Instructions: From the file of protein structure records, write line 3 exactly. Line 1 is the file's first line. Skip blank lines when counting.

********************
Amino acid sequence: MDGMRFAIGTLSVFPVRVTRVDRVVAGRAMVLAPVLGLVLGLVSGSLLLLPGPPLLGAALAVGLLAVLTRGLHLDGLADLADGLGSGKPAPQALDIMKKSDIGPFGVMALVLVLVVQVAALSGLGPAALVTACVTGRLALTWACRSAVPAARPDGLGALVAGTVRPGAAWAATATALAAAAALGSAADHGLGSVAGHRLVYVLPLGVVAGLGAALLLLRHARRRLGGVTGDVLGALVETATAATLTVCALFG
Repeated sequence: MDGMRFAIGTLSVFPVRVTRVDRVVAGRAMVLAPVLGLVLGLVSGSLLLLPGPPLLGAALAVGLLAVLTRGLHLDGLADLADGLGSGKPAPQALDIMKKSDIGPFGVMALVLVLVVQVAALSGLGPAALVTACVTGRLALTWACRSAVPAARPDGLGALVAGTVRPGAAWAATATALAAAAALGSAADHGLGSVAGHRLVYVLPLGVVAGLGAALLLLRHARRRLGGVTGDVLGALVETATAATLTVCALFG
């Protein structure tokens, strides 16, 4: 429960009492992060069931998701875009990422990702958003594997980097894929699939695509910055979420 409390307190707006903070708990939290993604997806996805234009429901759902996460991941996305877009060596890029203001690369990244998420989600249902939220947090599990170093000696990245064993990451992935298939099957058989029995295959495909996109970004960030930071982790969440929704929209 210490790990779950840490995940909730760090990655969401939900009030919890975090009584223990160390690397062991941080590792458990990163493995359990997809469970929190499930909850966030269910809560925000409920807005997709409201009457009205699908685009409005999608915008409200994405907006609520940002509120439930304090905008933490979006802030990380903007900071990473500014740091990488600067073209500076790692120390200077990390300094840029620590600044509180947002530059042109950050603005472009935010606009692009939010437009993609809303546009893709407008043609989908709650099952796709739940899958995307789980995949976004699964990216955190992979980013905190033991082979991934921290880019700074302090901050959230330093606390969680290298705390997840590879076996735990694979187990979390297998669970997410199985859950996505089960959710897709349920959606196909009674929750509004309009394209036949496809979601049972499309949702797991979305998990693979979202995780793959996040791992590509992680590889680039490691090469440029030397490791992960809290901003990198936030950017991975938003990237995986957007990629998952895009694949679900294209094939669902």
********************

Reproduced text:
């Protein structure tokens, strides 16, 4: 429960009492992060069931998701875009990422990702958003594997980097894929699939695509910055979420 409390307190707006903070708990939290993604997806996805234009429901759902996460991941996305877009060596890029203001690369990244998420989600249902939220947090599990170093000696990245064993990451992935298939099957058989029995295959495909996109970004960030930071982790969440929704929209 210490790990779950840490995940909730760090990655969401939900009030919890975090009584223990160390690397062991941080590792458990990163493995359990997809469970929190499930909850966030269910809560925000409920807005997709409201009457009205699908685009409005999608915008409200994405907006609520940002509120439930304090905008933490979006802030990380903007900071990473500014740091990488600067073209500076790692120390200077990390300094840029620590600044509180947002530059042109950050603005472009935010606009692009939010437009993609809303546009893709407008043609989908709650099952796709739940899958995307789980995949976004699964990216955190992979980013905190033991082979991934921290880019700074302090901050959230330093606390969680290298705390997840590879076996735990694979187990979390297998669970997410199985859950996505089960959710897709349920959606196909009674929750509004309009394209036949496809979601049972499309949702797991979305998990693979979202995780793959996040791992590509992680590889680039490691090469440029030397490791992960809290901003990198936030950017991975938003990237995986957007990629998952895009694949679900294209094939669902």